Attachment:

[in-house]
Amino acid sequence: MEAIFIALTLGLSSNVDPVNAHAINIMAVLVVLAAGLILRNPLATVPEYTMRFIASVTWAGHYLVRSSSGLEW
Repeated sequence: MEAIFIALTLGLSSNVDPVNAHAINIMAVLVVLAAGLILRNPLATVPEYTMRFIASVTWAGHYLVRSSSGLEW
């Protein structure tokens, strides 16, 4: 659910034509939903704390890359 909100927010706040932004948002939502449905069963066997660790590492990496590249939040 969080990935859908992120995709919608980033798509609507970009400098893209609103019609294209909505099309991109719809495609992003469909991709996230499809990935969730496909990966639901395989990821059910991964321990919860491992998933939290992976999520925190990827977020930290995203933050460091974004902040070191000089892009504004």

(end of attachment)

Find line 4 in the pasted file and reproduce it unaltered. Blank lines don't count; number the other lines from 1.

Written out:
């Protein structure tokens, strides 16, 4: 659910034509939903704390890359 909100927010706040932004948002939502449905069963066997660790590492990496590249939040 969080990935859908992120995709919608980033798509609507970009400098893209609103019609294209909505099309991109719809495609992003469909991709996230499809990935969730496909990966639901395989990821059910991964321990919860491992998933939290992976999520925190990827977020930290995203933050460091974004902040070191000089892009504004």